Desolation Lookout, where Jack Kerouac spent two months alone
According to author Joyce Johnson, her one-time lover, Jack Kerouac, viewed the world with sardonic detachment.
I saw some of myself when I read that phrase. Yeah, sardonic detachment.
Now, there’s some disagreement over what, exactly, it means to be sardonic. In the US, where wholesome positivity is a religion (see, I’m being sardonic), it has a dark connotation: disdainful, bitter, sneering, sarcastic. I see it more like the British, where sardonic is characterized as irony, mockery or derision. (The UK might be the capital of the sardonic attitude, if it isn’t France.)
To me, sardony (let’s pretend that’s a word) is the natural byproduct of not having one’s head up one’s ass, and of valuing truly worthwhile things. There’s so much in the world that deserves derision, so much silliness and stupidity expecting to be taken seriously. The Kardashians, for example.
I try to wrap my mockery in humor. Ridicule the ridiculous with more ridiculousness. Laugh about the laughable. Including myself.
Just as we can’t see the forest for the trees, it’s hard to spot the mock-worthy when you’re a participant in it. That’s where detachment comes into play.
The mental health profession considers detachment a problem, and it can be if it keeps you from functioning and having a good life. But sometimes detachment is the only way to remain mentally healthy and happy. Ask any introvert. (Me, for example.)
When you’re an outside observer it’s easier to measure the craziness against your values. We sardonic people do have values. We’re not nihilists. We’re simply selective.
I haven’t just mentally detached. I’m part of that minority who’ve physically detached as well. Less exposure to society means less reason to critique, which makes me happier. See, ignorance is bliss.
Identification with the "Beat Generation"?ReplyDelete
A little. I was born in 1952, so I was too young for it.Delete
Dam good post, I agree!!!ReplyDelete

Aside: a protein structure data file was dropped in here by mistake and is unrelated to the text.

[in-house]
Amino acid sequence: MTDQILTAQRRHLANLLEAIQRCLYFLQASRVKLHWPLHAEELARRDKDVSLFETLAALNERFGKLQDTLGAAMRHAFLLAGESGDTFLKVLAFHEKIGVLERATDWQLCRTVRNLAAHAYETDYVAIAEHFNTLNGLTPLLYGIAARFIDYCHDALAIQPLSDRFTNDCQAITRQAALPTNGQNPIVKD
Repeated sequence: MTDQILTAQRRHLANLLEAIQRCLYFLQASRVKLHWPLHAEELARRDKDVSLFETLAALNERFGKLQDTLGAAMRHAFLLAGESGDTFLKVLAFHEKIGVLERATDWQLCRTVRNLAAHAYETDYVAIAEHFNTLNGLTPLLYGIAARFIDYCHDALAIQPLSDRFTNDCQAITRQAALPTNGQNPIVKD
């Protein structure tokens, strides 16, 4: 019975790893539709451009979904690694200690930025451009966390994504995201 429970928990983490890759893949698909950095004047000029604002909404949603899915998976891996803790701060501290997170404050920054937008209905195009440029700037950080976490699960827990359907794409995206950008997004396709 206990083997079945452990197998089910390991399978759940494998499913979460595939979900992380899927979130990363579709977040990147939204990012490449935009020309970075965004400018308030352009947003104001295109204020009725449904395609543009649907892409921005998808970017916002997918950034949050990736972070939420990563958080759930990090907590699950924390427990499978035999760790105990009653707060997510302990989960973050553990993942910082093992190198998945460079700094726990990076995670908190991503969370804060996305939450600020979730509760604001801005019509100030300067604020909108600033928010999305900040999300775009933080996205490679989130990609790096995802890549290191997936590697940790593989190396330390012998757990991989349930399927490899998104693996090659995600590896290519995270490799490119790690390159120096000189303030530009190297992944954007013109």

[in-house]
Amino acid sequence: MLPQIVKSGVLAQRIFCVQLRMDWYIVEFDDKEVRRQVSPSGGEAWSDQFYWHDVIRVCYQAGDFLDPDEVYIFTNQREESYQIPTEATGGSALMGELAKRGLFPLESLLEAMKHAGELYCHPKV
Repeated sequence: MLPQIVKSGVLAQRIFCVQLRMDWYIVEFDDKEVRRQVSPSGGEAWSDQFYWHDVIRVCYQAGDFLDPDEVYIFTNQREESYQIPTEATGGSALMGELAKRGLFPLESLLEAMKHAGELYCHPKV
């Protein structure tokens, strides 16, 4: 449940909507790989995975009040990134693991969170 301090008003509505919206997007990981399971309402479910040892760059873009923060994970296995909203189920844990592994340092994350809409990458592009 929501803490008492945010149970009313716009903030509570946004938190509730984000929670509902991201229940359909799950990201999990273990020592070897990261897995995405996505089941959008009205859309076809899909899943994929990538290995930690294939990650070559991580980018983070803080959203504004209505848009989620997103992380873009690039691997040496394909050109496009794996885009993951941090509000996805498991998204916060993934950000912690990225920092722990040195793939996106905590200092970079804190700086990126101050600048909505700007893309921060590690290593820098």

LOL!! A fine bit of rationalization there, olde chap.ReplyDelete
Show the positive in being sardonic. How does it positively influence your life ? Jack Kerouac was 47 yrs. old when he died from acute alcoholism. Negativity reduces your quality of life.ReplyDelete
Like most people, I grew up being counseled to not say anything at all if I couldn’t say something nice. Don’t criticize, don’t complain, think only good thoughts, and put on a happy face.Delete
Pretending to not think and feel the things I did, pretending things were fine, bottling all that up, made others happy but it drove me crazy. It was liberating to break free of that, to speak my mind. I became much happier, much more calm, much more my true self. I’m not sardonic 24/7, only as needed. Most of my time I’m just going happily about my life.
A friend once said that everything that comes out of our body (except blood) makes us feel better. Tears, sneezes, snot, sweat, pee, poo… I think it’s the same with negativity. Don’t suppress it, let it out. Feel better. Live happier and longer.
(So far, I’ve lived twenty years longer than Kerouac. And I rarely drink.)
Wow I managed to out live Kerouac by 16 years, and I still have the occasional beer binge! My reason for being a total loner is I feel a lot less stupid when I don't hang around people which helps me to like myself more and be happy in my own little world.ReplyDelete